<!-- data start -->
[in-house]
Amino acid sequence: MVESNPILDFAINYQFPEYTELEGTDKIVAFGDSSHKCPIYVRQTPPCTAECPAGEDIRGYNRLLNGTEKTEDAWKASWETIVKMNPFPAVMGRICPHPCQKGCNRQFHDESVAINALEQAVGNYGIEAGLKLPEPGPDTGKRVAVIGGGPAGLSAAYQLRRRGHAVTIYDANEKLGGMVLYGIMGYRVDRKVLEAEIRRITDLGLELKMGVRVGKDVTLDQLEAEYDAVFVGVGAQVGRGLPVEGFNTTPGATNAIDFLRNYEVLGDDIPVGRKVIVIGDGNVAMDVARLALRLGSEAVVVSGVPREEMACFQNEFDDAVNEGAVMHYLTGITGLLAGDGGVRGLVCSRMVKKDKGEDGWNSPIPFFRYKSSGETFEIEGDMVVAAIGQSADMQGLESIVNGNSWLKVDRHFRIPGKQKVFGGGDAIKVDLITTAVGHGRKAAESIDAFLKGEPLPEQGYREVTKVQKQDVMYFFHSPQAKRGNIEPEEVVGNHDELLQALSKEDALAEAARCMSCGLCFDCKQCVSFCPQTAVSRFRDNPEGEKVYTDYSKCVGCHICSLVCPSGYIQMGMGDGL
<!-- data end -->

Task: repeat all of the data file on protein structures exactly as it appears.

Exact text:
[in-house]
Amino acid sequence: MVESNPILDFAINYQFPEYTELEGTDKIVAFGDSSHKCPIYVRQTPPCTAECPAGEDIRGYNRLLNGTEKTEDAWKASWETIVKMNPFPAVMGRICPHPCQKGCNRQFHDESVAINALEQAVGNYGIEAGLKLPEPGPDTGKRVAVIGGGPAGLSAAYQLRRRGHAVTIYDANEKLGGMVLYGIMGYRVDRKVLEAEIRRITDLGLELKMGVRVGKDVTLDQLEAEYDAVFVGVGAQVGRGLPVEGFNTTPGATNAIDFLRNYEVLGDDIPVGRKVIVIGDGNVAMDVARLALRLGSEAVVVSGVPREEMACFQNEFDDAVNEGAVMHYLTGITGLLAGDGGVRGLVCSRMVKKDKGEDGWNSPIPFFRYKSSGETFEIEGDMVVAAIGQSADMQGLESIVNGNSWLKVDRHFRIPGKQKVFGGGDAIKVDLITTAVGHGRKAAESIDAFLKGEPLPEQGYREVTKVQKQDVMYFFHSPQAKRGNIEPEEVVGNHDELLQALSKEDALAEAARCMSCGLCFDCKQCVSFCPQTAVSRFRDNPEGEKVYTDYSKCVGCHICSLVCPSGYIQMGMGDGL